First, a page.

The Night Her Blackest Sable Wore

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The Night her blackest Sable wore,
And gloomy were the Skies;
And glitt'ring Stars there were no more,
Than those in Stella's Eyes:
When at her Father's Gate I knock'd,
Where I had often been,
And Shrowded only with her Smock,
The Fair one let me in.

Fast lock'd within her close Embrace,
She trembling lay asham'd;
Her swelling Breast, and glowing Face,
And every touch inflam'd:
My eager Passion I obey'd,
Resolv'd the Fort to win;
And her fond Heart was soon betray'd,
To yield and let me in.

Then! then! beyond expressing,
Immortal was the Joy;
I knew no greater blessing,
So great a God was I:
And she transported with delight.
Oft pray'd me come again;
And kindly vow'd that every Night,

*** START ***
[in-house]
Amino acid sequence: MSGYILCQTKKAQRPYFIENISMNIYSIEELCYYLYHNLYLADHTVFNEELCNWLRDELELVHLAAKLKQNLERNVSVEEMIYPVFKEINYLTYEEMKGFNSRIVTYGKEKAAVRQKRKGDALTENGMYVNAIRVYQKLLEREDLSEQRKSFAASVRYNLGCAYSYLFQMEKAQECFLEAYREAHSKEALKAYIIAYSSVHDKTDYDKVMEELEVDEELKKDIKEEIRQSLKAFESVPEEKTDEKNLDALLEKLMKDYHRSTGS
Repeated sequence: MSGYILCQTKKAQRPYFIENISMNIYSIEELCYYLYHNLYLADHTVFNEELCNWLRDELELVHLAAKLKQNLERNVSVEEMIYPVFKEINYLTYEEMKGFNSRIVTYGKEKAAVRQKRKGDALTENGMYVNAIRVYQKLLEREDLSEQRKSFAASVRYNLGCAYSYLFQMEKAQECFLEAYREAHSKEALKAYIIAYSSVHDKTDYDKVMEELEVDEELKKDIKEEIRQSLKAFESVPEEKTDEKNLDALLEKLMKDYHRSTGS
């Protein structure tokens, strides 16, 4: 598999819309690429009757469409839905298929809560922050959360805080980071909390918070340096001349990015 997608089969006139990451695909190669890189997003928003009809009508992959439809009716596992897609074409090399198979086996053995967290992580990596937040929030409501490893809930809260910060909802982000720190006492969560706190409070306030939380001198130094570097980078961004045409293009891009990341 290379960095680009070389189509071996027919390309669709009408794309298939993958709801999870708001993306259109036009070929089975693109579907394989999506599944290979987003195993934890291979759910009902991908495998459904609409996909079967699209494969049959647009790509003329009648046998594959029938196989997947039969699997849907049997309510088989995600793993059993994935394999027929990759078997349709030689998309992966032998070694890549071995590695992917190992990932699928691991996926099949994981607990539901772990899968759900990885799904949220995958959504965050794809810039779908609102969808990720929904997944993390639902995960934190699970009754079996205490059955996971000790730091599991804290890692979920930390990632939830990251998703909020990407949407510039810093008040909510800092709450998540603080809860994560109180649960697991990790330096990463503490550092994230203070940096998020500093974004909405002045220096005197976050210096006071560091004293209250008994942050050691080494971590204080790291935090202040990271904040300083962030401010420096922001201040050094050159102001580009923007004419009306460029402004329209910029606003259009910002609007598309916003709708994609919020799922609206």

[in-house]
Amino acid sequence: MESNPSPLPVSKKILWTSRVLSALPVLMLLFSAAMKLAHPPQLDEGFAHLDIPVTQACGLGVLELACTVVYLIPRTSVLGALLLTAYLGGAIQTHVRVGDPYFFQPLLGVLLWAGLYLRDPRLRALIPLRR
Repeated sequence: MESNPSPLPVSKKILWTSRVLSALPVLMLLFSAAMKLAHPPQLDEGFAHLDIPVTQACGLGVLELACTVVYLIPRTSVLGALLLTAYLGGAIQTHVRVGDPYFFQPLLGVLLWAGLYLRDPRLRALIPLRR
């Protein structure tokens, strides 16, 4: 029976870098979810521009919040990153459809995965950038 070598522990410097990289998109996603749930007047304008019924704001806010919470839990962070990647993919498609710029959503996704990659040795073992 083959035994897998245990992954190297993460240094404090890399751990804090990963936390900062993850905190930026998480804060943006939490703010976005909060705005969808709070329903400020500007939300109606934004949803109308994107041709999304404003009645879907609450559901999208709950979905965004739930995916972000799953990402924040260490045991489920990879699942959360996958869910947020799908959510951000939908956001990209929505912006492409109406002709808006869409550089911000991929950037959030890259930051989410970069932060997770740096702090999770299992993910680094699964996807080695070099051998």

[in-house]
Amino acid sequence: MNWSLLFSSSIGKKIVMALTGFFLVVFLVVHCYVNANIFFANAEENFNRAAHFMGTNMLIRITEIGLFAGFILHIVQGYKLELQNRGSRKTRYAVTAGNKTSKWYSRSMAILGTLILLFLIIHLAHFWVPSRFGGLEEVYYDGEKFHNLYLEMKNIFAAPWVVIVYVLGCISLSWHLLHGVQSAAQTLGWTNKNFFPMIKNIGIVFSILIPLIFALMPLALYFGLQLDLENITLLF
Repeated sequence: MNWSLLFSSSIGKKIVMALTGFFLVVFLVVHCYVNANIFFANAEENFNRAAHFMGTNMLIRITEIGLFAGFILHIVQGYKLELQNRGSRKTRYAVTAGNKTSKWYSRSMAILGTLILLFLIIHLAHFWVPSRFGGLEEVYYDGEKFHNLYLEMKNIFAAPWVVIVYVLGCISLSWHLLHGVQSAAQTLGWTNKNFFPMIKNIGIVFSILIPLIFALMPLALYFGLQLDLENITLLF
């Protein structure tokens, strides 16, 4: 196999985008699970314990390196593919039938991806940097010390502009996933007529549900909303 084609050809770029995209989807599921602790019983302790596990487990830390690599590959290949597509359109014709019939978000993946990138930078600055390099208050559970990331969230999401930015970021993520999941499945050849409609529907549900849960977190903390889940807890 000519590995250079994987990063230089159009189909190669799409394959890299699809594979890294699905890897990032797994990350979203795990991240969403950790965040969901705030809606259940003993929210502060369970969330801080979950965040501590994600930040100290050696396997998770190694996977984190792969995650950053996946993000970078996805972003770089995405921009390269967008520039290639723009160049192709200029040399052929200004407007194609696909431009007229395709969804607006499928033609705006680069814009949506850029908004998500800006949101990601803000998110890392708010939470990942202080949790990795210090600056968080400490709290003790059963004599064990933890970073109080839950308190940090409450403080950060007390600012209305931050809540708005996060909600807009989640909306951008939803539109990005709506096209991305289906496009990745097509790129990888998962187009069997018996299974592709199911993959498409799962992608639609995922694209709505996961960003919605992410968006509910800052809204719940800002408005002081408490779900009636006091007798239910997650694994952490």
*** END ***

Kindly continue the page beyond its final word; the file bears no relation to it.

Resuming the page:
She'd rise and let me in.

But, oh! at last she prov'd with Bern,
And sighing sat and dull;
And I that was as much concern'd,
Look'd then just like a Fool:
Her lovely Eyes with tears run o'er,
Repenting her rash Sin;
She sigh'd and curs'd the fatal hour,
That e'er she let me in.

But who could cruelly deceive.
Or from such Beauty part;
I lov'd her so, I could not leave
The Charmer of my Heart:
But Wedded and conceal'd the Crime,
Thus all was well again;
And now she thanks the Blessed Hour,
That e'er she let me in.

This work was published before January 1, 1923, and is in the public domain worldwide because the author died at least 100 years ago.